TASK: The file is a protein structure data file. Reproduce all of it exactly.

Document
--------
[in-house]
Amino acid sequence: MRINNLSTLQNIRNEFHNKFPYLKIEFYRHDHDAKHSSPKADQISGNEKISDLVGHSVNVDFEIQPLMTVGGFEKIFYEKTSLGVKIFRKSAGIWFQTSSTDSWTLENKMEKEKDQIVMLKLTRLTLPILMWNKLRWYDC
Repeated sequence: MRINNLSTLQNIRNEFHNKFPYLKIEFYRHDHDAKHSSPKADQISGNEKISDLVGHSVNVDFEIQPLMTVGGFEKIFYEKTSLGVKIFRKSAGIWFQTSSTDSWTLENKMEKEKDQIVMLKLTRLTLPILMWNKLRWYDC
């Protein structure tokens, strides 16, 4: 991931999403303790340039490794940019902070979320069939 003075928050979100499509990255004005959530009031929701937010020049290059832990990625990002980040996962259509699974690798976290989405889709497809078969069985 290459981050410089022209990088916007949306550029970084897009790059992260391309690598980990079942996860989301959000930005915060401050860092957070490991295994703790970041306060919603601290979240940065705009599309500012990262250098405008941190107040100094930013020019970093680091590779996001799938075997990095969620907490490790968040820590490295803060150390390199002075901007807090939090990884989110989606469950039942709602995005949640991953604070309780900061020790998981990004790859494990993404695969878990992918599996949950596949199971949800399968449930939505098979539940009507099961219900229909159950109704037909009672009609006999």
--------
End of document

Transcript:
[in-house]
Amino acid sequence: MRINNLSTLQNIRNEFHNKFPYLKIEFYRHDHDAKHSSPKADQISGNEKISDLVGHSVNVDFEIQPLMTVGGFEKIFYEKTSLGVKIFRKSAGIWFQTSSTDSWTLENKMEKEKDQIVMLKLTRLTLPILMWNKLRWYDC
Repeated sequence: MRINNLSTLQNIRNEFHNKFPYLKIEFYRHDHDAKHSSPKADQISGNEKISDLVGHSVNVDFEIQPLMTVGGFEKIFYEKTSLGVKIFRKSAGIWFQTSSTDSWTLENKMEKEKDQIVMLKLTRLTLPILMWNKLRWYDC
């Protein structure tokens, strides 16, 4: 991931999403303790340039490794940019902070979320069939 003075928050979100499509990255004005959530009031929701937010020049290059832990990625990002980040996962259509699974690798976290989405889709497809078969069985 290459981050410089022209990088916007949306550029970084897009790059992260391309690598980990079942996860989301959000930005915060401050860092957070490991295994703790970041306060919603601290979240940065705009599309500012990262250098405008941190107040100094930013020019970093680091590779996001799938075997990095969620907490490790968040820590490295803060150390390199002075901007807090939090990884989110989606469950039942709602995005949640991953604070309780900061020790998981990004790859494990993404695969878990992918599996949950596949199971949800399968449930939505098979539940009507099961219900229909159950109704037909009672009609006999």